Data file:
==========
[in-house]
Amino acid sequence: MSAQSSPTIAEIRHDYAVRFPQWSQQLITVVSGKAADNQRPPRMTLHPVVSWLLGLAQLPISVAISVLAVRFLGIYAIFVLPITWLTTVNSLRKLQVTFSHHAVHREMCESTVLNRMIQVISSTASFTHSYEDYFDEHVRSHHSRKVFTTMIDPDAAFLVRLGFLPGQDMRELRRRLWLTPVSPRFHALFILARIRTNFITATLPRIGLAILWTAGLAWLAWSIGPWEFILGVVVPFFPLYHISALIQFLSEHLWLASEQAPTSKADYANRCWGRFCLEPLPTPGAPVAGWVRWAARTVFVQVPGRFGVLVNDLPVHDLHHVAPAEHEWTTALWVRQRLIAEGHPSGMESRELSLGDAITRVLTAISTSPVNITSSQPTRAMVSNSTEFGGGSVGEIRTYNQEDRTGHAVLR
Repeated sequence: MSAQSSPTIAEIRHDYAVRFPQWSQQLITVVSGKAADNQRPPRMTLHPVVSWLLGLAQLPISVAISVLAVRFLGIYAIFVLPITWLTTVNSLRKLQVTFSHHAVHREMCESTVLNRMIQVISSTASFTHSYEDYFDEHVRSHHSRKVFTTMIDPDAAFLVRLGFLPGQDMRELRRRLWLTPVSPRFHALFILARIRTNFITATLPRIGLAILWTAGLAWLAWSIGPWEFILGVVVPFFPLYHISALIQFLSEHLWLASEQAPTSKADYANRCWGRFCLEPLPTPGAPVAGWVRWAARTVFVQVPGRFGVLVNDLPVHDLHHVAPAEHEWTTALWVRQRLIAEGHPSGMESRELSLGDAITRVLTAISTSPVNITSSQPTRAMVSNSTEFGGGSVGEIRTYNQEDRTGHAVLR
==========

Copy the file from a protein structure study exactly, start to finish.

[in-house]
Amino acid sequence: MSAQSSPTIAEIRHDYAVRFPQWSQQLITVVSGKAADNQRPPRMTLHPVVSWLLGLAQLPISVAISVLAVRFLGIYAIFVLPITWLTTVNSLRKLQVTFSHHAVHREMCESTVLNRMIQVISSTASFTHSYEDYFDEHVRSHHSRKVFTTMIDPDAAFLVRLGFLPGQDMRELRRRLWLTPVSPRFHALFILARIRTNFITATLPRIGLAILWTAGLAWLAWSIGPWEFILGVVVPFFPLYHISALIQFLSEHLWLASEQAPTSKADYANRCWGRFCLEPLPTPGAPVAGWVRWAARTVFVQVPGRFGVLVNDLPVHDLHHVAPAEHEWTTALWVRQRLIAEGHPSGMESRELSLGDAITRVLTAISTSPVNITSSQPTRAMVSNSTEFGGGSVGEIRTYNQEDRTGHAVLR
Repeated sequence: MSAQSSPTIAEIRHDYAVRFPQWSQQLITVVSGKAADNQRPPRMTLHPVVSWLLGLAQLPISVAISVLAVRFLGIYAIFVLPITWLTTVNSLRKLQVTFSHHAVHREMCESTVLNRMIQVISSTASFTHSYEDYFDEHVRSHHSRKVFTTMIDPDAAFLVRLGFLPGQDMRELRRRLWLTPVSPRFHALFILARIRTNFITATLPRIGLAILWTAGLAWLAWSIGPWEFILGVVVPFFPLYHISALIQFLSEHLWLASEQAPTSKADYANRCWGRFCLEPLPTPGAPVAGWVRWAARTVFVQVPGRFGVLVNDLPVHDLHHVAPAEHEWTTALWVRQRLIAEGHPSGMESRELSLGDAITRVLTAISTSPVNITSSQPTRAMVSNSTEFGGGSVGEIRTYNQEDRTGHAVLR